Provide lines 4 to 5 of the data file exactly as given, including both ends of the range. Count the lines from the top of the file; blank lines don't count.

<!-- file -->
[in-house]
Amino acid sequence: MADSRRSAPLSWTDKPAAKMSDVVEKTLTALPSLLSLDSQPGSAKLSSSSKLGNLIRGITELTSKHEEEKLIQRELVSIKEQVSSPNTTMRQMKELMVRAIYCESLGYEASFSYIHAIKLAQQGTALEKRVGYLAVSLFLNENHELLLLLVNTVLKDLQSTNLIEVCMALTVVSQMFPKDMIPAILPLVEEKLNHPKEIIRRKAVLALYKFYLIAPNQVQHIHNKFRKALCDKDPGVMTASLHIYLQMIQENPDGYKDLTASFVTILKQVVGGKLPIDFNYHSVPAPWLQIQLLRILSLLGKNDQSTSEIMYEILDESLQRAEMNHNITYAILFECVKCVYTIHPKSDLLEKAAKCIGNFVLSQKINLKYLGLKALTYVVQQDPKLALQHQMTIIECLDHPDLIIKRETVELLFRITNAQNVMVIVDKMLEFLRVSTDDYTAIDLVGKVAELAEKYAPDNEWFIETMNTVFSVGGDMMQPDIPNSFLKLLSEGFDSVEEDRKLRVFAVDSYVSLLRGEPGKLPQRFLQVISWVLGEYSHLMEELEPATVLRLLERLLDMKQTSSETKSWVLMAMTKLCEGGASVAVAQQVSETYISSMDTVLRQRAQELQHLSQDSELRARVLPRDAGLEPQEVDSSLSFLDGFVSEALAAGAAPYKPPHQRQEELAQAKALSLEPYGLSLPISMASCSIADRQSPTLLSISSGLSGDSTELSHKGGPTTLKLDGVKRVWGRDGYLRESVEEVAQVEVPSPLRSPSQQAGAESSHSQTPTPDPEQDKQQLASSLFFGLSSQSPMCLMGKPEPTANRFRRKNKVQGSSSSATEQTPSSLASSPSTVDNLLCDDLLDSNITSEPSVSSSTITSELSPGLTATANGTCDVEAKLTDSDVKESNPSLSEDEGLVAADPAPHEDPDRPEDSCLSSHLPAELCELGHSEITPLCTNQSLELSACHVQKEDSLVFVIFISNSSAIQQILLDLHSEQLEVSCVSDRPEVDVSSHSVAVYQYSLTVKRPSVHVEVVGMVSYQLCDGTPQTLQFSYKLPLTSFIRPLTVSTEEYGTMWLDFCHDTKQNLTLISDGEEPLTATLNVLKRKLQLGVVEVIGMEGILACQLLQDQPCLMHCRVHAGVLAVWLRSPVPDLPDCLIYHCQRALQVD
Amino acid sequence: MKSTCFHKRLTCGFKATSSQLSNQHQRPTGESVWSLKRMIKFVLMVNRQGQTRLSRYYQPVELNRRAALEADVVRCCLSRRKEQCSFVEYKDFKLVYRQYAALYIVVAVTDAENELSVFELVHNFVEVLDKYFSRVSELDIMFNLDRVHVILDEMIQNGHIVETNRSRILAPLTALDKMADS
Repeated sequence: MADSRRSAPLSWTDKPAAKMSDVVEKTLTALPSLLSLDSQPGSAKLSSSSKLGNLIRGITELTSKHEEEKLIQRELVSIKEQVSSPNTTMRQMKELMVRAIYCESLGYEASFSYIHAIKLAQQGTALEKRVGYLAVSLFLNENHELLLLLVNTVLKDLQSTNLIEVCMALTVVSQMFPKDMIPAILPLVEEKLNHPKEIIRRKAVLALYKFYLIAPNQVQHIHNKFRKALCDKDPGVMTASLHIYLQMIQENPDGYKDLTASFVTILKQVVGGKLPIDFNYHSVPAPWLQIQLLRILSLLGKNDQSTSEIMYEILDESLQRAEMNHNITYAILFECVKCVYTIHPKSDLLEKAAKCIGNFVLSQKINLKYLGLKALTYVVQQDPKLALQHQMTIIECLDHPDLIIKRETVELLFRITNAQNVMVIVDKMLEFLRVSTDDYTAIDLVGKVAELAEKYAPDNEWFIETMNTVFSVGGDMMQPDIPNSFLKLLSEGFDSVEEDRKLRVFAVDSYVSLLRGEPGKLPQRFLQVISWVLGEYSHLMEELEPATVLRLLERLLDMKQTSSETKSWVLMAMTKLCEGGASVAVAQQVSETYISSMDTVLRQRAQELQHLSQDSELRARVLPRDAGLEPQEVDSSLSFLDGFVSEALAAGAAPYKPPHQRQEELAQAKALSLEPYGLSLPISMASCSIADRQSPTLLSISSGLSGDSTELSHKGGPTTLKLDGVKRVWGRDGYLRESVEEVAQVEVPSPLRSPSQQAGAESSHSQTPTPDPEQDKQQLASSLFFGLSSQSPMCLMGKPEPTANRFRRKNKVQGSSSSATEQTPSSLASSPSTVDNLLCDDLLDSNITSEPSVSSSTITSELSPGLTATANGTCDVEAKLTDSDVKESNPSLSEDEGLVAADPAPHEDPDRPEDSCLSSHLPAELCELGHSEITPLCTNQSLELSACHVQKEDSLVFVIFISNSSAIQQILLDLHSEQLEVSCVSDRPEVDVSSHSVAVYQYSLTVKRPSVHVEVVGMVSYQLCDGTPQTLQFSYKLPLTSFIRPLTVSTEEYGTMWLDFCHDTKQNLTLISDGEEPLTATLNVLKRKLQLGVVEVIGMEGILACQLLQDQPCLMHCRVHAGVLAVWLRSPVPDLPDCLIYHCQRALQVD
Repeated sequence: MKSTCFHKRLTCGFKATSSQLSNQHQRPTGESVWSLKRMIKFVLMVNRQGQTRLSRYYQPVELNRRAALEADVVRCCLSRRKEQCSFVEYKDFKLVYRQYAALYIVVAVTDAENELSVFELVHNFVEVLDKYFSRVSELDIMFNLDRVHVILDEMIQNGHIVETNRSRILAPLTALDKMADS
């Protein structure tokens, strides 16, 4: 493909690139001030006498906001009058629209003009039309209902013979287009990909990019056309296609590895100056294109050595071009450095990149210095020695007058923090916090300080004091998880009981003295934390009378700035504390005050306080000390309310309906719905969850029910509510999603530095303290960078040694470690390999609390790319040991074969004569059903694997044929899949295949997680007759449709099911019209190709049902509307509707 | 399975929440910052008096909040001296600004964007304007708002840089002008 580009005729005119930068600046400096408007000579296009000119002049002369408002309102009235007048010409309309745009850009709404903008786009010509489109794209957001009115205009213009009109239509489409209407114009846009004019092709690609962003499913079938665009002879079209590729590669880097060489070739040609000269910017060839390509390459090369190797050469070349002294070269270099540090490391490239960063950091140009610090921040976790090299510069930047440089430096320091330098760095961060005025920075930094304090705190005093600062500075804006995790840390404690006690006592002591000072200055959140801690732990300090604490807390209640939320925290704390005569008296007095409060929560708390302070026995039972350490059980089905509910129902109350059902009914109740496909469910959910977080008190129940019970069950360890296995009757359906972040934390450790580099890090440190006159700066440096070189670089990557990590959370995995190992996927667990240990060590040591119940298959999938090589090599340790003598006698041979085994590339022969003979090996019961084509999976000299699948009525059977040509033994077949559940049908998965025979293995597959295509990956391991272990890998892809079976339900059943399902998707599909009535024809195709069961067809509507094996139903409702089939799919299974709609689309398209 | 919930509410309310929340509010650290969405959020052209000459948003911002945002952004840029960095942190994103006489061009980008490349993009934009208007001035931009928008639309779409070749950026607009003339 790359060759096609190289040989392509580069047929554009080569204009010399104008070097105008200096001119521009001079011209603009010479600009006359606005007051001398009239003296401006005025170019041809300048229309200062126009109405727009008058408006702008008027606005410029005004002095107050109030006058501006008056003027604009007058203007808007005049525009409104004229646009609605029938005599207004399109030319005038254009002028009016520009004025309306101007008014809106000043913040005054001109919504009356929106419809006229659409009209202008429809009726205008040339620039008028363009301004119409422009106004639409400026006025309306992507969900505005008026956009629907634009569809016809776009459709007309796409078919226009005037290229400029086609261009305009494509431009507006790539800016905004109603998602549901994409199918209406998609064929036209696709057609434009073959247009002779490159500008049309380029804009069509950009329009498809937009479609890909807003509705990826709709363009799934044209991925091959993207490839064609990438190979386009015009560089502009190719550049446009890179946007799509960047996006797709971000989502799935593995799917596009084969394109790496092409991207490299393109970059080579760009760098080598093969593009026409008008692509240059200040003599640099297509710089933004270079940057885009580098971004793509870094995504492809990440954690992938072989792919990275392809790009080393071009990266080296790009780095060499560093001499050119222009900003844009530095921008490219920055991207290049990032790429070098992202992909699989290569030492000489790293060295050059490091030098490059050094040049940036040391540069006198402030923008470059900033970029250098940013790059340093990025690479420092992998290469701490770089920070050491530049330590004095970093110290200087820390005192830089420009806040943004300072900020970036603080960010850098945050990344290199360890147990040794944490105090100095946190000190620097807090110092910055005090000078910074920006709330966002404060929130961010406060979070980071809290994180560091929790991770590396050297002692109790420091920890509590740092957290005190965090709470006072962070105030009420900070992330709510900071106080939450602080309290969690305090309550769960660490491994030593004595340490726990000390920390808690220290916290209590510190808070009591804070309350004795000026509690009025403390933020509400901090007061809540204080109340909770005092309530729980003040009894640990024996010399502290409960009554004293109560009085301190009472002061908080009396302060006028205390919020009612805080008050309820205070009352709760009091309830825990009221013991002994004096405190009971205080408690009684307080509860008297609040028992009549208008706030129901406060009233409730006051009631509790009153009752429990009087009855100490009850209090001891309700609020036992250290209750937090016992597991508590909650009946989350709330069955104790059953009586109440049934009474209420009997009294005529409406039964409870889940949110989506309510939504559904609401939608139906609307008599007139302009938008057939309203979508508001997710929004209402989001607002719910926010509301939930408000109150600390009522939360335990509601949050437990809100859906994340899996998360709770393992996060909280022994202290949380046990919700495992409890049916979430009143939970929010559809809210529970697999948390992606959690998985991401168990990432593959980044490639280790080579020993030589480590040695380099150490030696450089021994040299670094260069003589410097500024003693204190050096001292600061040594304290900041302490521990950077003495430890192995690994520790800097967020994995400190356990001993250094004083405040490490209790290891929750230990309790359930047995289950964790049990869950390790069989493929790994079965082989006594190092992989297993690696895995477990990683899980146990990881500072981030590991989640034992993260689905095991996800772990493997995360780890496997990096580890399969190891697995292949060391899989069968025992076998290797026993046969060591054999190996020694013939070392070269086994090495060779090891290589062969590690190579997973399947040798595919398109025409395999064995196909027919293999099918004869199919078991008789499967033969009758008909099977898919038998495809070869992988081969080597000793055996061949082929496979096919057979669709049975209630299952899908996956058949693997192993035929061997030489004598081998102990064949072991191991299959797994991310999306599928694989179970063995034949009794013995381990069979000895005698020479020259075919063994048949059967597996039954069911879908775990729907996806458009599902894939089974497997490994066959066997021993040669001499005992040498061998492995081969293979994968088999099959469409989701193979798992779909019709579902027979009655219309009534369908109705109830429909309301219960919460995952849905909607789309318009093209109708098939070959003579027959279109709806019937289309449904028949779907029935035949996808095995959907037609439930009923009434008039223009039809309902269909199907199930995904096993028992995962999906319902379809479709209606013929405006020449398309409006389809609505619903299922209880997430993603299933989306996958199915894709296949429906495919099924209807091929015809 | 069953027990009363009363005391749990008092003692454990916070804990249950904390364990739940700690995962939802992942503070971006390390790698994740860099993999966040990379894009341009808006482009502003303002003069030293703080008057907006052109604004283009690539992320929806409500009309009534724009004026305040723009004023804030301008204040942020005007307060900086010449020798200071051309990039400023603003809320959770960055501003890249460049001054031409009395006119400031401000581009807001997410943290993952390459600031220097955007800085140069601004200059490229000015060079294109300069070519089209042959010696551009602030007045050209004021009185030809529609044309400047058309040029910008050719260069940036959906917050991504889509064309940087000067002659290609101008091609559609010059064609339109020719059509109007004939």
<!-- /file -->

Repeated sequence: MADSRRSAPLSWTDKPAAKMSDVVEKTLTALPSLLSLDSQPGSAKLSSSSKLGNLIRGITELTSKHEEEKLIQRELVSIKEQVSSPNTTMRQMKELMVRAIYCESLGYEASFSYIHAIKLAQQGTALEKRVGYLAVSLFLNENHELLLLLVNTVLKDLQSTNLIEVCMALTVVSQMFPKDMIPAILPLVEEKLNHPKEIIRRKAVLALYKFYLIAPNQVQHIHNKFRKALCDKDPGVMTASLHIYLQMIQENPDGYKDLTASFVTILKQVVGGKLPIDFNYHSVPAPWLQIQLLRILSLLGKNDQSTSEIMYEILDESLQRAEMNHNITYAILFECVKCVYTIHPKSDLLEKAAKCIGNFVLSQKINLKYLGLKALTYVVQQDPKLALQHQMTIIECLDHPDLIIKRETVELLFRITNAQNVMVIVDKMLEFLRVSTDDYTAIDLVGKVAELAEKYAPDNEWFIETMNTVFSVGGDMMQPDIPNSFLKLLSEGFDSVEEDRKLRVFAVDSYVSLLRGEPGKLPQRFLQVISWVLGEYSHLMEELEPATVLRLLERLLDMKQTSSETKSWVLMAMTKLCEGGASVAVAQQVSETYISSMDTVLRQRAQELQHLSQDSELRARVLPRDAGLEPQEVDSSLSFLDGFVSEALAAGAAPYKPPHQRQEELAQAKALSLEPYGLSLPISMASCSIADRQSPTLLSISSGLSGDSTELSHKGGPTTLKLDGVKRVWGRDGYLRESVEEVAQVEVPSPLRSPSQQAGAESSHSQTPTPDPEQDKQQLASSLFFGLSSQSPMCLMGKPEPTANRFRRKNKVQGSSSSATEQTPSSLASSPSTVDNLLCDDLLDSNITSEPSVSSSTITSELSPGLTATANGTCDVEAKLTDSDVKESNPSLSEDEGLVAADPAPHEDPDRPEDSCLSSHLPAELCELGHSEITPLCTNQSLELSACHVQKEDSLVFVIFISNSSAIQQILLDLHSEQLEVSCVSDRPEVDVSSHSVAVYQYSLTVKRPSVHVEVVGMVSYQLCDGTPQTLQFSYKLPLTSFIRPLTVSTEEYGTMWLDFCHDTKQNLTLISDGEEPLTATLNVLKRKLQLGVVEVIGMEGILACQLLQDQPCLMHCRVHAGVLAVWLRSPVPDLPDCLIYHCQRALQVD
Repeated sequence: MKSTCFHKRLTCGFKATSSQLSNQHQRPTGESVWSLKRMIKFVLMVNRQGQTRLSRYYQPVELNRRAALEADVVRCCLSRRKEQCSFVEYKDFKLVYRQYAALYIVVAVTDAENELSVFELVHNFVEVLDKYFSRVSELDIMFNLDRVHVILDEMIQNGHIVETNRSRILAPLTALDKMADS